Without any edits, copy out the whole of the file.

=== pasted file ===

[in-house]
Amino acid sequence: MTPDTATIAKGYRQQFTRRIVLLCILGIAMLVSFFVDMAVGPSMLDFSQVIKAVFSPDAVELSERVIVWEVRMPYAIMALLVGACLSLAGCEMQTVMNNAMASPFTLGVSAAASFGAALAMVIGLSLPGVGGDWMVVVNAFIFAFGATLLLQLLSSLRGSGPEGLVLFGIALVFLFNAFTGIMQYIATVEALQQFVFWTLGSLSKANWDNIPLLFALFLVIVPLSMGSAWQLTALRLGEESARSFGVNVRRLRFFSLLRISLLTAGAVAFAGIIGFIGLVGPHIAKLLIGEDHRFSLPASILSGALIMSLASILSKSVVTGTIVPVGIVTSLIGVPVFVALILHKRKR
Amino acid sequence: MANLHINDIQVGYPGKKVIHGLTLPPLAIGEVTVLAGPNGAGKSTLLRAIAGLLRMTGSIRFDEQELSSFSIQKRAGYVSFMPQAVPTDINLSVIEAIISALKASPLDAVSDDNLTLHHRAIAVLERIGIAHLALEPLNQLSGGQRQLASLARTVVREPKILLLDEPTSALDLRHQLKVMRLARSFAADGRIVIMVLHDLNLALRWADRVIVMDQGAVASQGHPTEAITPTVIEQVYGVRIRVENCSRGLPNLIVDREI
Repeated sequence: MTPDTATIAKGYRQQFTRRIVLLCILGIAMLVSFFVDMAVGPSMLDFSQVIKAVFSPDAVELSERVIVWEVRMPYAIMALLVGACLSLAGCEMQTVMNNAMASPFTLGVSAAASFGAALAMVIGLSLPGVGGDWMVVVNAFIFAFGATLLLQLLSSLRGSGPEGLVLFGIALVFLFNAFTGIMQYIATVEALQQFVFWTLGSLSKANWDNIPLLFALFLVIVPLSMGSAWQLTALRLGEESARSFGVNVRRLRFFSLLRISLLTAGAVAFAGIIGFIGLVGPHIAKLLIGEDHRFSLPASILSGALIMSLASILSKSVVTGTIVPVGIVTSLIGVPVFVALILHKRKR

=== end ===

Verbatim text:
[in-house]
Amino acid sequence: MTPDTATIAKGYRQQFTRRIVLLCILGIAMLVSFFVDMAVGPSMLDFSQVIKAVFSPDAVELSERVIVWEVRMPYAIMALLVGACLSLAGCEMQTVMNNAMASPFTLGVSAAASFGAALAMVIGLSLPGVGGDWMVVVNAFIFAFGATLLLQLLSSLRGSGPEGLVLFGIALVFLFNAFTGIMQYIATVEALQQFVFWTLGSLSKANWDNIPLLFALFLVIVPLSMGSAWQLTALRLGEESARSFGVNVRRLRFFSLLRISLLTAGAVAFAGIIGFIGLVGPHIAKLLIGEDHRFSLPASILSGALIMSLASILSKSVVTGTIVPVGIVTSLIGVPVFVALILHKRKR
Amino acid sequence: MANLHINDIQVGYPGKKVIHGLTLPPLAIGEVTVLAGPNGAGKSTLLRAIAGLLRMTGSIRFDEQELSSFSIQKRAGYVSFMPQAVPTDINLSVIEAIISALKASPLDAVSDDNLTLHHRAIAVLERIGIAHLALEPLNQLSGGQRQLASLARTVVREPKILLLDEPTSALDLRHQLKVMRLARSFAADGRIVIMVLHDLNLALRWADRVIVMDQGAVASQGHPTEAITPTVIEQVYGVRIRVENCSRGLPNLIVDREI
Repeated sequence: MTPDTATIAKGYRQQFTRRIVLLCILGIAMLVSFFVDMAVGPSMLDFSQVIKAVFSPDAVELSERVIVWEVRMPYAIMALLVGACLSLAGCEMQTVMNNAMASPFTLGVSAAASFGAALAMVIGLSLPGVGGDWMVVVNAFIFAFGATLLLQLLSSLRGSGPEGLVLFGIALVFLFNAFTGIMQYIATVEALQQFVFWTLGSLSKANWDNIPLLFALFLVIVPLSMGSAWQLTALRLGEESARSFGVNVRRLRFFSLLRISLLTAGAVAFAGIIGFIGLVGPHIAKLLIGEDHRFSLPASILSGALIMSLASILSKSVVTGTIVPVGIVTSLIGVPVFVALILHKRKR